FOXBOROUGH, Mass. -- Tom Brady zipped passes from 10 yards, lofted softer ones from 25 and showed no sign that his shoulder hurt.
It certainly was much better at Tuesday's practice than it was four days earlier when 350-pound Albert Haynesworth of the Washington Redskins landed on him, forcing his throwing shoulder into the ground on an incomplete pass.
They should get more playing time now that Belichick has cut Kevin O'Connell, a third-round draft pick last year who became the No. 2 quarterback behind Matt Cassel after Brady's season-ending knee injury in the opener.
"Kevin was put in a position last year because of some circumstances. I think he's worked hard. I think he's a very athletic player," Belichick said. "We gave him the opportunities that we could and we evaluated what we saw from our players and we made decisions based on that."
O'Connell, who was cut Monday, took over for Brady on the first series of the second half of the Patriots' 27-24 win at Washington and completed only 3 of 10 passes for 18 yards and two interceptions. Brady had gone 12 for 19 for 150 yards and two touchdowns before suffering what the team called a sore shoulder just before the two-minute warning.
"I wouldn't be surprised if Kevin played in this league with another team and another offensive system," Belichick said. "One of the things that's working against Kevin, right now, unfortunately, is the fact that he's not practice-squad eligible."
That's because O'Connell was on the active roster last year for more than eight games, the cutoff point for a player to be eligible. Any team that signs and keeps him would have to put him on the 53-man roster.
His departure leaves Walter, who has been with the Patriots only since Aug. 4 after being waived by Oakland, and Hoyer, a free agent rookie from Michigan State, as Brady's backups.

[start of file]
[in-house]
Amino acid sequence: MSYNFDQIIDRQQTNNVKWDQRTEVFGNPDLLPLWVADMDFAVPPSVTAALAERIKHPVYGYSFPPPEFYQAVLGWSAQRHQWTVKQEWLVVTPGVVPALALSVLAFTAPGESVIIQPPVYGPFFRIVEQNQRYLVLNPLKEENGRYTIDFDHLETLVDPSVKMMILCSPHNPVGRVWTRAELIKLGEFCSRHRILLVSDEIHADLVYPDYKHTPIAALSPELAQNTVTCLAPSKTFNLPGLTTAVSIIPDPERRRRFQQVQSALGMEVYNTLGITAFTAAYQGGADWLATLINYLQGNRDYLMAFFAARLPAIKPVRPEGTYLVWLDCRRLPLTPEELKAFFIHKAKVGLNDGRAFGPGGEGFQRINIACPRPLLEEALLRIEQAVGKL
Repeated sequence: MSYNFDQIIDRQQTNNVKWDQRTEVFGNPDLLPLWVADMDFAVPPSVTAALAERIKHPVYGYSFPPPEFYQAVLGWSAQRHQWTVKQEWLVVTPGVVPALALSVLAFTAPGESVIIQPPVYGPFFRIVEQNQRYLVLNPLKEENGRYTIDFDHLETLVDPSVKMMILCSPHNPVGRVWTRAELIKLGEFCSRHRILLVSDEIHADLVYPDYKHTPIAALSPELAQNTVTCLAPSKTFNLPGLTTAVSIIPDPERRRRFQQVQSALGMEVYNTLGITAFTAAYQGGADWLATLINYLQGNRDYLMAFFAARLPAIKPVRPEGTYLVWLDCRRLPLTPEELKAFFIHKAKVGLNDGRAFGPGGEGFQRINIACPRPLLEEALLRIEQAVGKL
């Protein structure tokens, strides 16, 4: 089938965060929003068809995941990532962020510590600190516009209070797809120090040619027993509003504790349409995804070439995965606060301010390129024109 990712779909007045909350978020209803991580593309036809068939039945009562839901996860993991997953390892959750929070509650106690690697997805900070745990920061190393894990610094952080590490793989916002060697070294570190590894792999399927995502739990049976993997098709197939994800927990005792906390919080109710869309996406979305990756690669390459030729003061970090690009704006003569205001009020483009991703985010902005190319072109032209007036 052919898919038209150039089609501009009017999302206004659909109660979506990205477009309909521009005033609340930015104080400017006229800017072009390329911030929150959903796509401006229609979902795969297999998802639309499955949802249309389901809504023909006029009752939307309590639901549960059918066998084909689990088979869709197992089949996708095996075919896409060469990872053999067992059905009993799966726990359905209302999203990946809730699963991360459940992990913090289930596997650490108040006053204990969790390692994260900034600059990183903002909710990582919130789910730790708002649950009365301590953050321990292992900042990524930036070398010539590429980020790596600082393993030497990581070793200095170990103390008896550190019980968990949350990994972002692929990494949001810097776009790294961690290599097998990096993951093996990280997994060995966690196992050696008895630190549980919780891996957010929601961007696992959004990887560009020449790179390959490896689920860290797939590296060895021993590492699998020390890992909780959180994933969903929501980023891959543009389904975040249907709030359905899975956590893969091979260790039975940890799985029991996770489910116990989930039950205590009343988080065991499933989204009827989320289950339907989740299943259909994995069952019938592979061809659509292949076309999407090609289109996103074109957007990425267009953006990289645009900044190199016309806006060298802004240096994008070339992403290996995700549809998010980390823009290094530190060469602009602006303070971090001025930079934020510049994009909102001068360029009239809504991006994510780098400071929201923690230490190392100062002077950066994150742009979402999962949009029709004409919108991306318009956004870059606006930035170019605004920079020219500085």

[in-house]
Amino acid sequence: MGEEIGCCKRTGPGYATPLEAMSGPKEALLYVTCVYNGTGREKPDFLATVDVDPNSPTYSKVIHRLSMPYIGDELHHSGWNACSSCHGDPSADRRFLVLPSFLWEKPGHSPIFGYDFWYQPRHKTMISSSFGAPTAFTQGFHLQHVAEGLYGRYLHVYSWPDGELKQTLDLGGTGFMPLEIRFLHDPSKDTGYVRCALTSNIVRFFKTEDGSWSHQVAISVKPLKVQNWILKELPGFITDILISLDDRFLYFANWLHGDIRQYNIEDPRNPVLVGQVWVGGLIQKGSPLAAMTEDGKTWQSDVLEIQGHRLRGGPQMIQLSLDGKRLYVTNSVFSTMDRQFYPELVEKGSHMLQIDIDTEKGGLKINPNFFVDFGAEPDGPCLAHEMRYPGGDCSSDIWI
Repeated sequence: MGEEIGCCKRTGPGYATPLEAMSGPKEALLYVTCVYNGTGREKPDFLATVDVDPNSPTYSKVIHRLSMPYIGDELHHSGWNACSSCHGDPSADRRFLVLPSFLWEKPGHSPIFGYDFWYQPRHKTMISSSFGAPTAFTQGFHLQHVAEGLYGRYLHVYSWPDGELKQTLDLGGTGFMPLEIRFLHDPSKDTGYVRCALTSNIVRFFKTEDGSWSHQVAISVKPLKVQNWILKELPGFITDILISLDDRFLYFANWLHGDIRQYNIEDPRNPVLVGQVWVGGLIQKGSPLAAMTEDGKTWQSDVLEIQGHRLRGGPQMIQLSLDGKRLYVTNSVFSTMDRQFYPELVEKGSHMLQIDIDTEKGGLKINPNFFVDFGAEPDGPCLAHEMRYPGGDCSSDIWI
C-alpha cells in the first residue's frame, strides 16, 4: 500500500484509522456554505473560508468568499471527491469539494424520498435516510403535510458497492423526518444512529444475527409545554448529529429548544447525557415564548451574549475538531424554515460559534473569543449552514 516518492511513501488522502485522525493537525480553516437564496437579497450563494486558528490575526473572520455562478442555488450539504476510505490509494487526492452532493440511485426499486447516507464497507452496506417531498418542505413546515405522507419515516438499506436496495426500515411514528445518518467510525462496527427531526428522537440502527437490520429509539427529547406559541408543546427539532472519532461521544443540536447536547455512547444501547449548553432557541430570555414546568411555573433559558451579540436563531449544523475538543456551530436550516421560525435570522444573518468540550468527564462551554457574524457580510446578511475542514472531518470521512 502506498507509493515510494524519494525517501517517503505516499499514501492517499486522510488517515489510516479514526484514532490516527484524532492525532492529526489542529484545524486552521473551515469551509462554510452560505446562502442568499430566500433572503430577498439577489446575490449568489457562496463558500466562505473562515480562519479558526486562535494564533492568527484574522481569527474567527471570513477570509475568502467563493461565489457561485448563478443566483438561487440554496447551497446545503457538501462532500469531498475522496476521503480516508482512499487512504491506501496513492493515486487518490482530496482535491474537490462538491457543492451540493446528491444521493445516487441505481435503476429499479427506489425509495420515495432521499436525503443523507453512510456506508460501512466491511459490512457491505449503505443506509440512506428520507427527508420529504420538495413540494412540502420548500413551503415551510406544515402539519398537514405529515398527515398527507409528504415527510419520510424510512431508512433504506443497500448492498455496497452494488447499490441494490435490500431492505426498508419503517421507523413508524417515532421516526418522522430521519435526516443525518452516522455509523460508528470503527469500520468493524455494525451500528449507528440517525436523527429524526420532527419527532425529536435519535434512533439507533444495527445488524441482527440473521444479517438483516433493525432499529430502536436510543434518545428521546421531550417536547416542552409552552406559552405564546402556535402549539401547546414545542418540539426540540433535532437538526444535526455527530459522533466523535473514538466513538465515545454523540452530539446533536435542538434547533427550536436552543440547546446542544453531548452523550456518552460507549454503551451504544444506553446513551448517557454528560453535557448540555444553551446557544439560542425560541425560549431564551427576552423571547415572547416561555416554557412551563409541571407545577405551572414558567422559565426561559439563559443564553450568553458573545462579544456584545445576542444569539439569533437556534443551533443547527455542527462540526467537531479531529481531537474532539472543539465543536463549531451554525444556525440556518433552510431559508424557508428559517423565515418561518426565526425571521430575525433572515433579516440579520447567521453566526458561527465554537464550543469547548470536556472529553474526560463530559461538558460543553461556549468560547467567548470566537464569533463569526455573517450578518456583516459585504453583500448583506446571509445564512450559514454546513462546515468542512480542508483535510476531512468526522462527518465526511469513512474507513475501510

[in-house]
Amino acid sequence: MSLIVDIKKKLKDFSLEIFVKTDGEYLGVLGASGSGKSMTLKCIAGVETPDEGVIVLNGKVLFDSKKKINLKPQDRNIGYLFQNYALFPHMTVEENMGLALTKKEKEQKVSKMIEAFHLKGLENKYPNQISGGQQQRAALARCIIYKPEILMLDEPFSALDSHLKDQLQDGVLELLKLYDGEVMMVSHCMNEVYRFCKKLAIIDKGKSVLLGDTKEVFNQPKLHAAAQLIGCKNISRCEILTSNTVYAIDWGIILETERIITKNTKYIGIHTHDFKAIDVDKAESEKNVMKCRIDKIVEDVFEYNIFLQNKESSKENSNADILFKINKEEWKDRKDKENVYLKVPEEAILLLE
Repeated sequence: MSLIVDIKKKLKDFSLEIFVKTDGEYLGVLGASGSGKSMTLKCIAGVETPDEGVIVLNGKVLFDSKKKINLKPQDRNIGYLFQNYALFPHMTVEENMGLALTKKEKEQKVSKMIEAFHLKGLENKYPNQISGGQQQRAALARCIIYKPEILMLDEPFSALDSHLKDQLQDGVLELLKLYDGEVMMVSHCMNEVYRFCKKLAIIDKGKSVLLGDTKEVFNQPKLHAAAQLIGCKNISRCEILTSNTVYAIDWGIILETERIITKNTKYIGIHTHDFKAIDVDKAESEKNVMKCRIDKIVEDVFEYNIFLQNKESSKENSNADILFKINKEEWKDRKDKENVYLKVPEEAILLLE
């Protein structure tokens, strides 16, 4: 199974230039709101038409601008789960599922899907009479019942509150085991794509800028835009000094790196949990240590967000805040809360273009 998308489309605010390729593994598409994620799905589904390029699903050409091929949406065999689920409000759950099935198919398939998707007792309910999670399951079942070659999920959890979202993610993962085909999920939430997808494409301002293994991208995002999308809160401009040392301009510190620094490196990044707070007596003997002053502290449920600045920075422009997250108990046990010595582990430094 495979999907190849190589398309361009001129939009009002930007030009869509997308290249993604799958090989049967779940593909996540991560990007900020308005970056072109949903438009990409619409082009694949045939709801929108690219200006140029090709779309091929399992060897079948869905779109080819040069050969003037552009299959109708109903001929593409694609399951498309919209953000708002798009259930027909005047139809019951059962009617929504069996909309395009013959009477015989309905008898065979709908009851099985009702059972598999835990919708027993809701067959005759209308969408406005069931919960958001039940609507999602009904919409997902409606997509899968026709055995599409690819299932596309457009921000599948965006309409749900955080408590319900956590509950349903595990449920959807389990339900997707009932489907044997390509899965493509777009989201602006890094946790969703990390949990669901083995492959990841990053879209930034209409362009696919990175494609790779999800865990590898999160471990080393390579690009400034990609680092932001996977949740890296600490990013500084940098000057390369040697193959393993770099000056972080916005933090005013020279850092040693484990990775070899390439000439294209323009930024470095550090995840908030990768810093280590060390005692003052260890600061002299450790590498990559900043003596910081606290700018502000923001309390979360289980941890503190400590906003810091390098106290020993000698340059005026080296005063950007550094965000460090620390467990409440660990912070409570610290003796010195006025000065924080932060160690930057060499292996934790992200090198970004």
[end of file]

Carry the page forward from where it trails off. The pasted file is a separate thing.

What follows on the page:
Belichick wouldn't rule out adding a more experienced quarterback.
"Am I saying there's going to be no more player movement? No, I'm not saying that," Belichick said. "Could something happen at any position? Yeah, it could."
Walter is trying to catch up on the playbook after spending three years with the Raiders, who drafted him in the third round in 2005. But he played just 15 games for them.
"It's the first time in my career I've had to learn an offense in this amount of time," he said. "So [there's] a lot of work to be done."
Belichick is being patient.
"We want to give him a fair opportunity to pick things up. He's improved in a lot of areas," Belichick said. "There're some things that we've asked him to do that he hasn't had a chance to do yet or he's only had a chance to do them one or two times."
Walter wears No. 16, the same number Cassel had when he was forced into the starting role after spending three years as Brady's seldom-used backup. Cassel had an outstanding season and was traded to Kansas City, where he signed a six-year, $63 million contract.
Walter and Hoyer have had much less time to familiarize themselves with the offense.
Fortunately for the Patriots, Brady is throwing again with speed and accuracy.
As practice began Tuesday, the three quarterbacks took turns throwing to a Patriots staffer, gradually lengthening their passes. Then Walter and Hoyer went to the other end of the field, leaving Brady with the staffer and quarterbacks coach Bill O'Brien.
Brady threw 16 more passes -- some after faking handoffs, others about 10 yards straight ahead, and more throwing across his body from right to left and then from left to right.
Then he lined up and called signals in an 11-on-11 drill. He won't be doing that much, if at all, on Thursday.
"I would expect that the players that played more against Washington will probably play a little less against the Giants," Belichick said.